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Avengers: Age of Ultron

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The first word spoken in Avengers: Age of Ultron is “shit”, flung out of Tony ‘Iron Man’ Stark’s (Robert Downey Jr.) mouth as his heroic pals hurtle through a forest below him.“Language!” barks Captain America (Chris Evans) via intercom, berating his airborne comrade for his totally understandable outburst; a choice the captain instantly regrets as Stark adds “Cap doesn’t like swearing” to his arsenal of quip fodder. In this committing to a not particularly clever, or even funny joke (it is recalled repeatedly by numerous characters throughout) lies a clue to what makes this sequel so enjoyable and heartfelt. There is something about the relentlessness of the inane ball-busting that is really quite lovely.

Following the success of Avengers Assemble, Joss Whedon returns as writer/director and seems even more comfortable in the Age of Ultron. He takes more liberties with characters, has more fun with dialogue and walks us down a darker, more relatable path. Each and every one of Earth’s Mightiest Heroes has a satisfying arc and Whedon orchestrates the various – and particularly weighty – narrative through-lines superbly. Clocking in at two-and-a-half hours, this is the longest MCU film to date, but it certainly doesn’t feel that way. Sure, the mind-blowing, CGI-heavy action set-pieces form a sizeable chunk of the runtime, but it is the character interplay (performed with aplomb in every instance) that keeps us hooked and invested.

UltronOf course, the team are nothing without a worthy adversary and this is delivered in spades. Loki – brother of Thor (Chris Hemsworth) and a previous foe – was pure fantasy; an arch baddy from another world, hell bent on enslaving humanity. In contrast, Ultron (unforgettably voiced by a snarky James Spader) comes from within; a product of an experiment in artificial intelligence by Stark and Bruce ‘The Hulk’ Banner (Mark Ruffalo) which was meant to bring peace on earth but instead sets in motion its possible destruction. Once again, The Avengers – all of the above plus Hawkeye (Jeremy Renner) and Black Widow (Scarlett Johansson) – are called upon to fight for our survival.

And fight they do. We are thrown right into it in the opening forest fight. It’s a stunning sequence; a barrage of god, archer, assassin, mutant and supersoldier (that’s just the good guys) dispatching henchmen with style, ease and what looks like glee. Having saved New York from the Chitauriand practiced their hammer throwing, motorcycle riding and assorted badassery in standalone character editions – The Avengers are on fine form. The film’s most memorable image comes just minutes in; a slow-mo tableau that suspends our heroes in mid-action for a split second; a comic book panel come to life. The action throughout is mounted expertly and Whedon pays particular attention to how their powers and abilities compliment one another, allowing us to gawp at the more intricate choreography through a well judged use of slow motion. It makes you want to go back to school, just so you can swoon over your favourite moments in the playground.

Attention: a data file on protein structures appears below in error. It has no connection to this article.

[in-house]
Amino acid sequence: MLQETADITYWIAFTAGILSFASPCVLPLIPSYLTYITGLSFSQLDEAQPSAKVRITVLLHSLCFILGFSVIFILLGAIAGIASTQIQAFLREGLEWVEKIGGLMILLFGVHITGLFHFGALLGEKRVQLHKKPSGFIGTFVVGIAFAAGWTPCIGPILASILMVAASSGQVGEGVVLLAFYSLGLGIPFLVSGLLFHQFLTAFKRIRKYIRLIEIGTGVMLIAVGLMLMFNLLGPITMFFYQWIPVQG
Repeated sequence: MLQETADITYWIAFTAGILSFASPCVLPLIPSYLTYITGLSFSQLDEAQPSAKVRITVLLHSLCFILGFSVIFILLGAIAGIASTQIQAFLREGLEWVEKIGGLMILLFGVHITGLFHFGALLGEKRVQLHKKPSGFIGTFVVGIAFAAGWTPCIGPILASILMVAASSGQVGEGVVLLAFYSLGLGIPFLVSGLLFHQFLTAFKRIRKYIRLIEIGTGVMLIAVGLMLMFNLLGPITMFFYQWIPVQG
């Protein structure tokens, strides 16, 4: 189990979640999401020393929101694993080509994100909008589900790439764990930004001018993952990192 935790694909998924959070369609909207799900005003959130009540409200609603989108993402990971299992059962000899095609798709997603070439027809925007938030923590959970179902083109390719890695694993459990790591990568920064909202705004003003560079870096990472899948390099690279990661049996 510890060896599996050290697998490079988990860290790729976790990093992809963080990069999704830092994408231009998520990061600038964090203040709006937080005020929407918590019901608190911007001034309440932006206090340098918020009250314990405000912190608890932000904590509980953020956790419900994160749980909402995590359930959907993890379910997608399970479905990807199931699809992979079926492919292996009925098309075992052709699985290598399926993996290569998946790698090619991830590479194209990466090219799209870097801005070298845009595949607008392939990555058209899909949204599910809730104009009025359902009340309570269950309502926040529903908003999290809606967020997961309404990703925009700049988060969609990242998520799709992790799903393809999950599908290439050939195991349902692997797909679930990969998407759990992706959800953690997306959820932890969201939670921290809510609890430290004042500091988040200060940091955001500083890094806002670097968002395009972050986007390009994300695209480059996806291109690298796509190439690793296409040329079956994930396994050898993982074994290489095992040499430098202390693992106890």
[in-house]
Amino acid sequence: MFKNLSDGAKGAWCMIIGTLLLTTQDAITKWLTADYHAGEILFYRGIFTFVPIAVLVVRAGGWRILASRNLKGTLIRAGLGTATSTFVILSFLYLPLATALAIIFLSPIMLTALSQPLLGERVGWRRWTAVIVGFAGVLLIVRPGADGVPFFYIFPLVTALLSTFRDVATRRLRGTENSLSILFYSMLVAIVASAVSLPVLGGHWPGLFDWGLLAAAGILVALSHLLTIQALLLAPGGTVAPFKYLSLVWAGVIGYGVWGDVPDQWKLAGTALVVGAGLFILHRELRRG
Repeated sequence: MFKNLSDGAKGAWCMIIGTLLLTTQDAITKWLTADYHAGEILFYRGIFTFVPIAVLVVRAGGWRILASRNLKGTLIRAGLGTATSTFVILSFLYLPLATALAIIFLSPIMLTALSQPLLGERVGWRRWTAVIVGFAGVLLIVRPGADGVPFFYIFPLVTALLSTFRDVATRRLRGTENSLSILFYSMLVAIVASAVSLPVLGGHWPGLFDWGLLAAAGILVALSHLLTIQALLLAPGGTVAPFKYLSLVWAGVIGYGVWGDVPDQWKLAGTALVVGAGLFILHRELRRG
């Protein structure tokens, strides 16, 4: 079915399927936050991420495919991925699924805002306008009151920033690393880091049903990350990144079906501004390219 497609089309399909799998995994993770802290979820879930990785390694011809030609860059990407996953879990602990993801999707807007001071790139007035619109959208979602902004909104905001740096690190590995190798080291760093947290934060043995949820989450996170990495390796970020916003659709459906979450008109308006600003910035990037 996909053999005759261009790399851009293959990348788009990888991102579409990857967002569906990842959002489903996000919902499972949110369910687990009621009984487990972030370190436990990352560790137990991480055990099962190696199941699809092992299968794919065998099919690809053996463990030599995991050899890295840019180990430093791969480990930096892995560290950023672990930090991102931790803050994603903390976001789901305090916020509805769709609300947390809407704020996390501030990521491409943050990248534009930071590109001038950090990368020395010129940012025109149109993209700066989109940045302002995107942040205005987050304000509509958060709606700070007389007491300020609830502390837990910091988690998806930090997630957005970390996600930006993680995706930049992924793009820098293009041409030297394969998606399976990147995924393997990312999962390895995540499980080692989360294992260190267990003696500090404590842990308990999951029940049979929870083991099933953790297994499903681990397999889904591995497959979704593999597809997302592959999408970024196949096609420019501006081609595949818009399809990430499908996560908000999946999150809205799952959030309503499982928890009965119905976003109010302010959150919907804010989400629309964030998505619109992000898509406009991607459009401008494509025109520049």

Age of Ultron - HawkeyeWith such an array of butt-kicking prowess, there is the initial worry that the film may descend into a relentless video game-esque battering of Ultron until he is beaten. However, in another sly bit of scripting, Whedon demolishes these concerns by adding two new mutants – Quicksilver (Aaron Taylor-Johnson) and Scarlet Witch (Elizabeth Olsen) – who become allies of Ultron due to their hatred of Tony Stark. Blessed with lightening speed and telekinetic powers respectively, their run-ins with the team are fresh and exciting, their attacks unexpected and intangible. Scarlet Witch in particular gives rise to some truly haunting imagery as she penetrates the psyches of our heroes causing them to hallucinate, recalling Scorsese’s Shutter Island. What’s more, these are anything but throwaway moments; Whedon uses them as a way into in the murky minds of a team cursed with dark histories and suppressed anxieties.

The more serious tone – at this point a compulsory requirement of any second film in a series – is consistently effective and never feels dark for darks sake. With a more grounded villain, a less bombastic tone feels appropriate and compliments the material beautifully. For the initial reveal of Ultron, for instance, violence feels like an afterthought and the air of the scene is thick with dread and anxiety. A humanoid figure, comprised of mangled bits and pieces of Stark’s robots, stumbles into a party at Avengers HQ, mumbling in confusion and anger; closer in tone to Gothic horror than a tent-pole blockbuster. 

Their are laughs to be had of course – the most uproarious of which involves little more than a character picking up a particularly heavy hammer – but they are rarely throwaway, and always deeply routed in character. The most admirable achievement of Age of Ultron can be found in the handling of it’s characters and their relationships, be it the fragile romance between The Hulk and Black Widow, the safely guarded secrets of the mysterious Hawkeye, and even the misguided but ostensibly altruistic desires of the metallic villain. The climax manages to be yet more uproarious and explosive than the first film whilst remaining grounded in character drama and a sense of true, genuine love.

Avengers: Age of Ultron is out in UK cinemas 23rd April

Words> Andrew Wilson


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